[P]andemonium had broken loose above the roofs; guns – they boomed and sang and screamed, they gurgled and they rattled and they clanged, again, again, and yet again…A repulsive noise, an outrage upon nature, announcing its evil origin from afar. Bertin of the A.S.C. sat and listened with a heavy heart. But he did not hear the sound of implements made by human hands, for the scope and the use of which men were responsible. For him it was a primeval force that roared above his head, like an avalanche, for which natural laws were responsible, not men. The war, projected and maintained by human agency, appeared to him more and more as in the guise of a storm decreed by fate, a release of malignant elements, not amenable to judgment nor accountable to anyone.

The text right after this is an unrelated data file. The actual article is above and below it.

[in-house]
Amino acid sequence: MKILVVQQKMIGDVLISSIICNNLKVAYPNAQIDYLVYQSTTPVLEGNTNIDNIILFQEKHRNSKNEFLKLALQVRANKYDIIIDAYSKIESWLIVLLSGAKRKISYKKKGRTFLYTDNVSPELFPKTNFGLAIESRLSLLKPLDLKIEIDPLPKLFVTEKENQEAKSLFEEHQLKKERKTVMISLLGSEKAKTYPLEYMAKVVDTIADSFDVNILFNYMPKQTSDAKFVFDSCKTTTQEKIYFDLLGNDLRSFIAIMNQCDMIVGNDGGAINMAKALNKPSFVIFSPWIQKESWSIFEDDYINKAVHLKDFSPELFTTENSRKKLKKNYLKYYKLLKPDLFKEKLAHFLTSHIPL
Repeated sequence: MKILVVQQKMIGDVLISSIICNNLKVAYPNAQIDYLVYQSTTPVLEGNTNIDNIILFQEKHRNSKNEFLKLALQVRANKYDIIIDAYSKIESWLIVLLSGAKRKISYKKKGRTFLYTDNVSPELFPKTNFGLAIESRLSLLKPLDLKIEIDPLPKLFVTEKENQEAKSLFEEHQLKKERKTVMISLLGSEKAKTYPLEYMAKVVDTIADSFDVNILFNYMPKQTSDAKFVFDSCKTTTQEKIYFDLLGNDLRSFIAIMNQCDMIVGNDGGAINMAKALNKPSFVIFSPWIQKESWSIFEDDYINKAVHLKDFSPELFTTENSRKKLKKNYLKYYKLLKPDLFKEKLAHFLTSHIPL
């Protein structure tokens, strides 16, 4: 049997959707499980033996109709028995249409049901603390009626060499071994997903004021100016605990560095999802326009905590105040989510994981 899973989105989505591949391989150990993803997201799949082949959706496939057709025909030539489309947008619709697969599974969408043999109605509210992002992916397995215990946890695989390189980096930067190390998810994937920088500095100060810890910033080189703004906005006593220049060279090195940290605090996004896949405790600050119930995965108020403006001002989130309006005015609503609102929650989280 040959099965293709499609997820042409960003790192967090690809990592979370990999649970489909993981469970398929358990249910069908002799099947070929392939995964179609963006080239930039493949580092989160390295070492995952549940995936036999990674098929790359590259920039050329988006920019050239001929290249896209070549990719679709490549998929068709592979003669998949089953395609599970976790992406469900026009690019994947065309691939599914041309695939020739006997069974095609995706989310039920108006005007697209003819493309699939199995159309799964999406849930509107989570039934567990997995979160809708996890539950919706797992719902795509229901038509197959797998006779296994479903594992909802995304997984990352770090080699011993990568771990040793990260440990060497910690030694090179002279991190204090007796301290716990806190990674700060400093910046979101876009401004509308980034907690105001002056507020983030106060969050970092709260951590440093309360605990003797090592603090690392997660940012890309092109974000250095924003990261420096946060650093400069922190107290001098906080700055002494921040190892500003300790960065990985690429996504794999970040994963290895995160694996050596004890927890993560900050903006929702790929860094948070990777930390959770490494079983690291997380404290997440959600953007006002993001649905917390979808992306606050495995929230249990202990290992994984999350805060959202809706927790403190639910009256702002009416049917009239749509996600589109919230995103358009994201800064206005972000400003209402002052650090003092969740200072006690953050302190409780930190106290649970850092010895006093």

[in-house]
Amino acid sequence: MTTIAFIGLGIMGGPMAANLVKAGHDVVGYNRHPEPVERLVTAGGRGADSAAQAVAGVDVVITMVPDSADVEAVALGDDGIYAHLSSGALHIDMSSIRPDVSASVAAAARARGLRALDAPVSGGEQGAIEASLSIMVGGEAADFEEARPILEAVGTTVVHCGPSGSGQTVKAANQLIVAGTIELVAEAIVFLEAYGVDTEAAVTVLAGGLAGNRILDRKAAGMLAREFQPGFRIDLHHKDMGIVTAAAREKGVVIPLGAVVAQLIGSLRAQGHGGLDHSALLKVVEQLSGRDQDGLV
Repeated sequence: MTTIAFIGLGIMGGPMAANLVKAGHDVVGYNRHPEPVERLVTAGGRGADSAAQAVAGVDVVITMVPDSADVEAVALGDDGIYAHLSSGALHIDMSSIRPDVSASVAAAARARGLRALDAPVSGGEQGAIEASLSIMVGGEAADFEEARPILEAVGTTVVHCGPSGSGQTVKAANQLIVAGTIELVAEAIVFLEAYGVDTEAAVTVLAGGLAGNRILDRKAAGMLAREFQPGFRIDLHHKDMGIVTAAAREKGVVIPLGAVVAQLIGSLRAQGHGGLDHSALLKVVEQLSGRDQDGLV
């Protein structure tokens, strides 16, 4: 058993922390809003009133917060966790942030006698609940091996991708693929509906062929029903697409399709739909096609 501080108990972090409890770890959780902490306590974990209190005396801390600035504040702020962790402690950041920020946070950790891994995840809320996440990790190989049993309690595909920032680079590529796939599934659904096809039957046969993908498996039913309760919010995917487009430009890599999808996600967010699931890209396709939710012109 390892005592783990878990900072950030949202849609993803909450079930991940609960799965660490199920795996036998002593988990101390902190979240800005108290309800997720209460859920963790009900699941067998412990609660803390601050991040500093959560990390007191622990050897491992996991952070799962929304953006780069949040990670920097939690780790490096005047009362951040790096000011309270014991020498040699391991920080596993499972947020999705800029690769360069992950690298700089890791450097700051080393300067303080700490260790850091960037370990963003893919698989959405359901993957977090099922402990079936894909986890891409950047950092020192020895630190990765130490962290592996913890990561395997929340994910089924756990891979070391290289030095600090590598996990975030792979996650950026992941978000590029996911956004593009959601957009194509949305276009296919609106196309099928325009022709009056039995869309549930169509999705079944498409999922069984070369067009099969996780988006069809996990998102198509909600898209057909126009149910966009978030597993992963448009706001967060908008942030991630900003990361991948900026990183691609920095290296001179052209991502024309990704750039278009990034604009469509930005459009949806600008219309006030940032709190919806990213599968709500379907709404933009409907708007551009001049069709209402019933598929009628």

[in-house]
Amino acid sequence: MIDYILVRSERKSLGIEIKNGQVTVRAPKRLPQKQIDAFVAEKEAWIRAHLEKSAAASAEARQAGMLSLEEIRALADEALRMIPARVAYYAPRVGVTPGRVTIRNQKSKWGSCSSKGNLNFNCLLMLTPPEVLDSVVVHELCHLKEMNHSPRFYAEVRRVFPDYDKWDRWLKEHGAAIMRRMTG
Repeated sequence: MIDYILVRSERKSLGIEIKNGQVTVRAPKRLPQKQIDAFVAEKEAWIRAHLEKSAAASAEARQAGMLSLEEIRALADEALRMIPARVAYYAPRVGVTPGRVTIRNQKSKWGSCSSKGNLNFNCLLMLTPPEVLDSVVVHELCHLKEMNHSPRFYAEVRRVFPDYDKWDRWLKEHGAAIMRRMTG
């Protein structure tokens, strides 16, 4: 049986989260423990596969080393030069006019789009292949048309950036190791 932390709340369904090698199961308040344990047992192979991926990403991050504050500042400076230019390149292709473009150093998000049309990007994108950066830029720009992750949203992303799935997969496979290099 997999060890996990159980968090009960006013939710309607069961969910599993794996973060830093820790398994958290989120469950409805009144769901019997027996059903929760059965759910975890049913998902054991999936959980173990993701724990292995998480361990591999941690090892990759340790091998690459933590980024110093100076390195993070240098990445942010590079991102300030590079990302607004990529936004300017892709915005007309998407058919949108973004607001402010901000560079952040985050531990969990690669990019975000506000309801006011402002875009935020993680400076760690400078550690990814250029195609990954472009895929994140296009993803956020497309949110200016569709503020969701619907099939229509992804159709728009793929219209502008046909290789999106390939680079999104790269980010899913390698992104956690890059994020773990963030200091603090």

At last the hillside towered above them to the fort, like a mountain with a fragment ripped off by an explosion. Even in dreams Bertin had never seen such a spectacle. Like a piece of diseased skin under a microscope, the earth displayed its cankered and corroded wounds. It looked scorched and porous, threaded by a vein-like network of torn roots. In one shell-hole lay a bundle of spoiled hand-grenades, thrown no doubt for safety into the standing water at the bottom. Fragments of stuff fluttered from heaps of barbed wire – a sleeve with its buttons, cartridge cases, the remains of a machine-gun belt – human excrement everywhere…

Categories: Uncategorized
  1. No comments yet.
  1. No trackbacks yet.

Leave a Reply

Fill in your details below or click an icon to log in:

WordPress.com Logo

You are commenting using your WordPress.com account. Log Out /  Change )

Google photo

You are commenting using your Google account. Log Out /  Change )

Twitter picture

You are commenting using your Twitter account. Log Out /  Change )

Facebook photo

You are commenting using your Facebook account. Log Out /  Change )

Connecting to %s

%d bloggers like this: